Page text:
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Mindful conservation – why we need a new respect for nature

'We should look at whales and dolphins as the indigenous people of the seas -...
A dolphin called Arnie with a shell

Dolphins catch fish using giant shell tools

In Shark Bay, Australia, two groups of dolphins have figured out how to use tools...
Common dolphins at surface

Did you know that dolphins have unique personalities?

We all have personalities, and between the work Christmas party and your family get-together, perhaps...
Leaping harbour porpoise

The power of harbour porpoise poo

We know we need to save the whale to save the world. Now we are...
Holly. Image: Miray Campbell

Meet Holly, she’s an incredible orca leader

Let me tell you the story of an awe-inspiring orca with a fascinating family story...
Humpback whale. Image: Christopher Swann

A story about whales and humans

As well as working for WDC, I write books for young people. Stories; about the...
Risso's dolphin at surface

My lucky number – 13 years studying amazing Risso’s dolphins

Everything we learn about the Risso's dolphins off the coast of Scotland amazes us and...
Dead sperm whale in The Wash, East Anglia, England. © CSIP-ZSL.

What have dead whales ever done for us?

When dead whales wash up on dry land they provide a vital food source for...
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Port River dolphins

New report reveals 100,000 dolphins and small whales hunted every year

When you hear the words ‘dolphin hunts’ it’s likely that you think of Japan or...

Minke whale hunts stop in Iceland

Iceland’s commercial hunt of minke whales has ended for this year. The common minke whale is the...

Icelandic whalers breach international law and kill iconic, protected whale by mistake

Icelandic whalers out hunting fin whales for the first time in three years appear to...

Doubts remain after Icelandic Marine Institute claims slaughtered whale was a hybrid not a blue

Experts remain sceptical of initial test results issued by the Icelandic Marine Institute, which indicate...

Japan set to resume commercial whaling

Reports from Japan suggest that the government they will formally propose plans to resume commercial...

End the whale hunts! Icelandic fin whaler isolated as public mood shifts

Here’s a sight I hoped never again to witness. A boat being scrubbed and repainted...

Australian Government to block Japanese whaling proposal

Japanese Government officials have reportedly confirmed that they will propose the resumption of commercial whaling...

Pregnant whales once again a target for Japanese whalers

Figures from Japan's whaling expedition to Antarctica during the 2017/18 austral summer have revealed that...

Did Icelandic whalers really kill a blue whale?

*Warning - this blog contains an image that you may find upsetting* They say a...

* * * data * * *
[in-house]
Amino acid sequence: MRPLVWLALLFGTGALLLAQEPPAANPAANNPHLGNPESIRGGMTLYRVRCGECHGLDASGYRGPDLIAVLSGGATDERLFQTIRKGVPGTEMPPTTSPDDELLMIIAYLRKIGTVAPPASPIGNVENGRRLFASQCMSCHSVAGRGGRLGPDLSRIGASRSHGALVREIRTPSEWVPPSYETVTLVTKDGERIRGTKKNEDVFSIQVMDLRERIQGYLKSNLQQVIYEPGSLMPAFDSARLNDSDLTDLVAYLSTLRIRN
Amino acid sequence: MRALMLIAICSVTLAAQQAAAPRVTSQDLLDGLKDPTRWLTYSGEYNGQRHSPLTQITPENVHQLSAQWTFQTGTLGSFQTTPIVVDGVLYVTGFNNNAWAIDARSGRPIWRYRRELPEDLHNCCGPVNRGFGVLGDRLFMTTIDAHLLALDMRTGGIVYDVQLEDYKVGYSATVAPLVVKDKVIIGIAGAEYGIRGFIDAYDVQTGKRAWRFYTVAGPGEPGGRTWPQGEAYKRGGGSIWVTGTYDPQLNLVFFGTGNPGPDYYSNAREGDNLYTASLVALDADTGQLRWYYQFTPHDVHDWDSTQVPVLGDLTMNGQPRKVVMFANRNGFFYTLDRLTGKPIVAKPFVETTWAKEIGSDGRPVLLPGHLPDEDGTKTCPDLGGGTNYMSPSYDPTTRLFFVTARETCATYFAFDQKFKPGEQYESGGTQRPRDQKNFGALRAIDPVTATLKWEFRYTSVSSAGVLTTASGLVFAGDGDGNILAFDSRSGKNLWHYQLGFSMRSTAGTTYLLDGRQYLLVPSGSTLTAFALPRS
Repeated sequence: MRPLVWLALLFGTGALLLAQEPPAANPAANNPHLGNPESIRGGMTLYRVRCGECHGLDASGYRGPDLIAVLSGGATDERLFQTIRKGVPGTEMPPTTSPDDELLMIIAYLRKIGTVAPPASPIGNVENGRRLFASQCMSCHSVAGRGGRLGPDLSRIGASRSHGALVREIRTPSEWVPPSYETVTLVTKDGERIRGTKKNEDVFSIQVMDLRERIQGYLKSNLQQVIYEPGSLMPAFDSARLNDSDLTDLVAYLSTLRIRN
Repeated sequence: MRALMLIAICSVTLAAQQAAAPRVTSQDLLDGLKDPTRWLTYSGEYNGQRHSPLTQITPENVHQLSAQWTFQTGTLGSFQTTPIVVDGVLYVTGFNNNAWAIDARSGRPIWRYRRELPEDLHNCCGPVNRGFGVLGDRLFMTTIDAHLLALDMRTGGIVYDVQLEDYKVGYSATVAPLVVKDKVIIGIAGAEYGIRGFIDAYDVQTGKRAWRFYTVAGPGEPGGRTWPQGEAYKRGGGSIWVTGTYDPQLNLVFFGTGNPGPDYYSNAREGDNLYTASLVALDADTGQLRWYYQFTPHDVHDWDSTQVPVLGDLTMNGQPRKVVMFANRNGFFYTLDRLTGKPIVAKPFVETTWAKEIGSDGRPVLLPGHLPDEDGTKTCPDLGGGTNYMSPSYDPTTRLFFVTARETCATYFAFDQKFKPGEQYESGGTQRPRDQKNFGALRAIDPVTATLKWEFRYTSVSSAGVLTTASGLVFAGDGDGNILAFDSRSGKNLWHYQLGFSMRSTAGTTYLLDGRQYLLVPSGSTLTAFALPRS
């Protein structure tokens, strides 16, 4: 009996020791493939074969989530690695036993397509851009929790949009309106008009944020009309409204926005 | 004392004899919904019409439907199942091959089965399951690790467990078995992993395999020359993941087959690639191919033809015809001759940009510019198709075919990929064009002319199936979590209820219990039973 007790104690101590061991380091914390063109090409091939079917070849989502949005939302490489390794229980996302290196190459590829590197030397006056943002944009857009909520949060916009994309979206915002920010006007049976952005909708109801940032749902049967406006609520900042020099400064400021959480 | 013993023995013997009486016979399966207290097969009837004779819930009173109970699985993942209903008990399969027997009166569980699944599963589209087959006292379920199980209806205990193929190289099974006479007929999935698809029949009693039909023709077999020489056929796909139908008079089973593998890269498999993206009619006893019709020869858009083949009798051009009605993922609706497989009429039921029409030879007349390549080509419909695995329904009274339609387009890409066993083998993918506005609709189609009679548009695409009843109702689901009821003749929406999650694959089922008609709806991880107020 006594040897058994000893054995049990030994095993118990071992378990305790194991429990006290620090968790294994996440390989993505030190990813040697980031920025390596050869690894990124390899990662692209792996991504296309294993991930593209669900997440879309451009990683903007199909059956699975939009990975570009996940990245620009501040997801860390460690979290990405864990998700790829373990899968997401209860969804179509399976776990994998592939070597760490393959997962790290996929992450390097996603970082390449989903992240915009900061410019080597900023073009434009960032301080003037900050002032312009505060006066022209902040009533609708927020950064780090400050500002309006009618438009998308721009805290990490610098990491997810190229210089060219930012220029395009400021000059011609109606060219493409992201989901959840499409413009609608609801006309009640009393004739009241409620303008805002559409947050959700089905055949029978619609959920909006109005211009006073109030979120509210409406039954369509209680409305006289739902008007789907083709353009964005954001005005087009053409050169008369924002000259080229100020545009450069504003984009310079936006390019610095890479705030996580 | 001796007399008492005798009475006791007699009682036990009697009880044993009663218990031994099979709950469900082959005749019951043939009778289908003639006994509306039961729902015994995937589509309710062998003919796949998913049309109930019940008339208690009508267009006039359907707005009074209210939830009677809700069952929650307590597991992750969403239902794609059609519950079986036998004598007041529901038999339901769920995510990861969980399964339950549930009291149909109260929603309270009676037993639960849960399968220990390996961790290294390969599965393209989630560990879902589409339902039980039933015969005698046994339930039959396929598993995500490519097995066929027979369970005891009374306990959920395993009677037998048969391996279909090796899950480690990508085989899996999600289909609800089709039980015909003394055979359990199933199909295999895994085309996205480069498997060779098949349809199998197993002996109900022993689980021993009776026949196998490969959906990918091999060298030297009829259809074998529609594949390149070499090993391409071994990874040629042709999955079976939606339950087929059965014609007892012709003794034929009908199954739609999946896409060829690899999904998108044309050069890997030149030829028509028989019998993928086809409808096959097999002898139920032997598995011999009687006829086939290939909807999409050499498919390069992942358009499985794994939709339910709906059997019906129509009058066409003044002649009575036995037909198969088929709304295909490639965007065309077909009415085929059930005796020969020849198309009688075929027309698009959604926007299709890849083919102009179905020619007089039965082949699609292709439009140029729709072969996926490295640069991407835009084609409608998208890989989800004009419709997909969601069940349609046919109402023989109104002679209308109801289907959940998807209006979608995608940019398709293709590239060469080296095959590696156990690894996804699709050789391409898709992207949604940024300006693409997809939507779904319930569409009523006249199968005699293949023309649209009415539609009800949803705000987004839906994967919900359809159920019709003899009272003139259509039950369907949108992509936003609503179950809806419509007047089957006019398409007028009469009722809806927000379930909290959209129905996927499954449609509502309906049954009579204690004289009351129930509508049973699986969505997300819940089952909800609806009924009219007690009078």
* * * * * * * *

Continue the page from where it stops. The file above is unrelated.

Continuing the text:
SOS alert for whales off Norway!

I have to admit to bitter disappointment when I arrived in Tromsø, northern Norway, a...

Norway's whaling season begins

April 1st saw the start of the whaling season in Norway. Despite a widely-accepted international moratorium...

Norway increases whaling quota despite declining demand

Norway's government has announced an increase in the number of minke whales that can be...

Fishermen arrested after spinner dolphins die in nets off Sri Lanka


I’m particularly saddened and concerned at the recent news that a dozen dolphins have died after being trapped in a beach seine net in the inner harbour at Trincomalee, northeast Sri Lanka.  The dolphins were identified as spinner dolphins by WDC colleague, conservation biologist, Ranil Nanayakkara.  Spinners, possibly the most acrobatic of all dolphin species, are incredibly popular and delight whale watchers off Sri Lanka and elsewhere around the world.

Distressing video taken by an observer shows that some of the dolphins were still alive when the nets were hauled in. All marine mammals in Sri Lankan waters are protected by law and nine local fishermen have been arrested and remain in custody. The fishermen claim that they realised too late that the dolphins were caught in the net.

Beach seine nets, known as ma dela in Sinhala, are seine nets which are operated from shore. The use of beach seine nets is legal here and these fishermen apparently had a licence. However, there are fears that hundreds of dolphins each year may be victims of ‘bycatch’ in nets  – both legal and illegal – in these waters. Indeed, WDC is aware of incidents in both 2013 and 2015, off Kalpitiya to the northwest of the island, when dozens of spinner dolphins died due to illegal fisheries using dynamite and purse seine nets (laila nets).

The problem, sadly, is by no means new. The introduction of nylon fishing nets in the 1960s led to heavy bycatch which killed thousands of dolphins and other small cetacean species in Sri Lankan waters each year and created a ready supply of dolphin meat for use as shark bait, as well as for human consumption. In some regions, local demand for the meat inevitably tempted some fishermen to deliberately target dolphins in order to supplement their income. Despite whales and dolphins being legally protected in Sri Lankan waters since 1993, dolphins have continued to die (both accidentally and occasionally, deliberately) and it is clear that fishing practices around Sri Lanka require urgent review.